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Biography: Julian Henderson

Julian Henderson

Dr. Julian Henderson is studying the technology and provenance of glass cylinders from Chogha Zanbil, Iran, which were used to make decorative panels on doors at the ziggurat there. Chemical and isotopic techniques will be employed to determine the origin of the glass, whose corrosion and conservation will also be investigated.

The cylinders, which are dated to about the last three decades of the 14th century B.C., constitute what Dr. Henderson calls “one of the most important groups of Late Bronze Age glass found in Iran. The significance of this collection is its early date, the technology used to make the cylinders, and the large amount, with three boxes ... in Iranian museums alone.”

This will be the first comprehensive scientific study of the glass from this UNESCO World Heritage site. Dr. Henderson says the objectives of the study are: “to define the provenance of the glass, potentially providing the first proof of primary glass production in Late Bronze Age Iran; to investigate color specialization in the glass; to define the manufacturing technology of the cylinders; and to carry out a comprehensive investigation of the glass deterioration.”

The results of this research “may well provide evidence for a new production zone for Late Bronze Age glass—on the Iranian plateau,” Dr. Henderson explains. “This could therefore transform the study of Late Bronze Age glass in western Asia.”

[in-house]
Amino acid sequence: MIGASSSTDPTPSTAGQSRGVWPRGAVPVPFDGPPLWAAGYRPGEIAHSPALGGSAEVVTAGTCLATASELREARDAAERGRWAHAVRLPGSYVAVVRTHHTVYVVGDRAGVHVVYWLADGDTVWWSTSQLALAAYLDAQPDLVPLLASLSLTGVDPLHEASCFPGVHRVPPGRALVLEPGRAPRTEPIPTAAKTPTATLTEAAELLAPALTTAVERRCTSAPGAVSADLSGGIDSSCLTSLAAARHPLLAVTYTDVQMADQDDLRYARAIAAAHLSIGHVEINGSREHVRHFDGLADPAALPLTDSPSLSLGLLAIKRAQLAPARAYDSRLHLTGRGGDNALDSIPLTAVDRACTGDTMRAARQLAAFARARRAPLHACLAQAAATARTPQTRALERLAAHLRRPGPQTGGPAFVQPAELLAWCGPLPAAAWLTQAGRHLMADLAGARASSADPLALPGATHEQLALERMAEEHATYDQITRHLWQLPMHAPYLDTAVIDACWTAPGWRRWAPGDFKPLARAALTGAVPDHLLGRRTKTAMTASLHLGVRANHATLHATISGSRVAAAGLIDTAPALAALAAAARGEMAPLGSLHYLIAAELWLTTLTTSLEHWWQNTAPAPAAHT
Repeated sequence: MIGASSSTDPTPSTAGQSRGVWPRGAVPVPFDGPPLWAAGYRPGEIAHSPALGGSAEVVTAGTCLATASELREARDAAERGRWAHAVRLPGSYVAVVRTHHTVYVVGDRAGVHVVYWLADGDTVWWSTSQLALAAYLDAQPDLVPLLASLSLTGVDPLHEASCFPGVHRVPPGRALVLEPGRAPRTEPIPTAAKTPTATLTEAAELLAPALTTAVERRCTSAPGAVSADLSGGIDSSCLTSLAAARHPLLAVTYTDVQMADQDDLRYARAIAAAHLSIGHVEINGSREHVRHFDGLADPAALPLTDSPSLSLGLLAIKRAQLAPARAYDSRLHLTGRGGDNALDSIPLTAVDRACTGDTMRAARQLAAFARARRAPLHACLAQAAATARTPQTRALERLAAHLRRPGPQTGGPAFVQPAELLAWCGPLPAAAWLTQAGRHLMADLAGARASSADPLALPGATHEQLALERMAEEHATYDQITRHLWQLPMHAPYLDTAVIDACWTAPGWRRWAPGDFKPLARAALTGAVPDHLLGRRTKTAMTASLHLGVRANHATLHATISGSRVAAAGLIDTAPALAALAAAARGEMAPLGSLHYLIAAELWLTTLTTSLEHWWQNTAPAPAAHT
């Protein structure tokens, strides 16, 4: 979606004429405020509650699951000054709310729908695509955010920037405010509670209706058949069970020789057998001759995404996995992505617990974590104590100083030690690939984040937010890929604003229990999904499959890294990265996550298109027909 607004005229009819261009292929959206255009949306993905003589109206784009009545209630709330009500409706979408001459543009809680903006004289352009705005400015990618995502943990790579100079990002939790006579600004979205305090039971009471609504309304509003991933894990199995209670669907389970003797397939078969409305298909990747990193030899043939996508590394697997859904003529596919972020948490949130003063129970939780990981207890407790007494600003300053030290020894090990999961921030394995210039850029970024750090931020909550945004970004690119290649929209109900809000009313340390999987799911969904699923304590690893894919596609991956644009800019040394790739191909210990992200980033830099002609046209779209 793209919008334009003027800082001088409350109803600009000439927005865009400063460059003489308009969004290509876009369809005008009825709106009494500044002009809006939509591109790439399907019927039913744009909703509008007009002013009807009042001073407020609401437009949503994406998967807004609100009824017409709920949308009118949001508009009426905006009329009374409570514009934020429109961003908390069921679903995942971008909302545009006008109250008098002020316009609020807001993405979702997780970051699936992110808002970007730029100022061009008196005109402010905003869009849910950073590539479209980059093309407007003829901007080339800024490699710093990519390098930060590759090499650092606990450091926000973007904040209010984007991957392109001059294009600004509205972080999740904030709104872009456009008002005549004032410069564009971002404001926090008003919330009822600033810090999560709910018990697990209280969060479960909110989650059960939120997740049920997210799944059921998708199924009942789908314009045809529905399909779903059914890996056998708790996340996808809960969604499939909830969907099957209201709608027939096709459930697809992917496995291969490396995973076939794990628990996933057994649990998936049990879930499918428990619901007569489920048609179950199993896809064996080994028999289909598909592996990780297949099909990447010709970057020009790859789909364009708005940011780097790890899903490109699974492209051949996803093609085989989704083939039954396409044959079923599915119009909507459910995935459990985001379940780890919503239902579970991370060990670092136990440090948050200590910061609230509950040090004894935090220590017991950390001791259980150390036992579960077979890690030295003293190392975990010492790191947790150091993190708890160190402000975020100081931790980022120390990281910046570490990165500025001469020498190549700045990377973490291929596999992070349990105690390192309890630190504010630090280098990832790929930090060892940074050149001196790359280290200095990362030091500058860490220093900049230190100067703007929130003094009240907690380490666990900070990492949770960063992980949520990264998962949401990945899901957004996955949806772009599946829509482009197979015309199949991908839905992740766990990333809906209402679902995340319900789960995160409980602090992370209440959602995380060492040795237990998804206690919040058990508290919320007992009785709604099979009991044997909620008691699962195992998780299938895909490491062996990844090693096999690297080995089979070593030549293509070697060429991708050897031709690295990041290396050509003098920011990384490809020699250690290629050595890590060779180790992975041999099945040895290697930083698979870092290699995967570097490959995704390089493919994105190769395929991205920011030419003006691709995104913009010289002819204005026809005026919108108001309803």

Dr. Henderson says that he plans to build on the four analyses from this site published by Dr. Robert H. Brill, former research scientist at The Corning Museum of Glass, in 1999.

“Our trace element technique is more sensitive and will determine a much wider range of elements,” he said. “Analysis will reveal different ‘batches’ of glasses, including the base glass used to make white glass. If we are able to define the first evidence for primary glass production for second millennium BC Iran, it will help us to clarify related features of pyrotechnology in ancient western Asia, such as glazes used on bricks.”

Collaborating with Dr. Henderson on this project is Dr. Omid Oudbashi, an archaeologist and conservator at the Isfahan University of Art, Iran.

In addition to teaching in the United Kingdom, Dr. Henderson is (until 2018) a visiting professor at Northwest University in Xi’an, China. He is also the author or co-author of more than 300 publications. He is preparing reports on the archaeometric analysis of Hellenistic glass fragments from ancient Thesprotia, Greece; isotopic evidence for raw material use and glass recycling in the 17th century A.D.; and the scientific analysis of Hittite glass.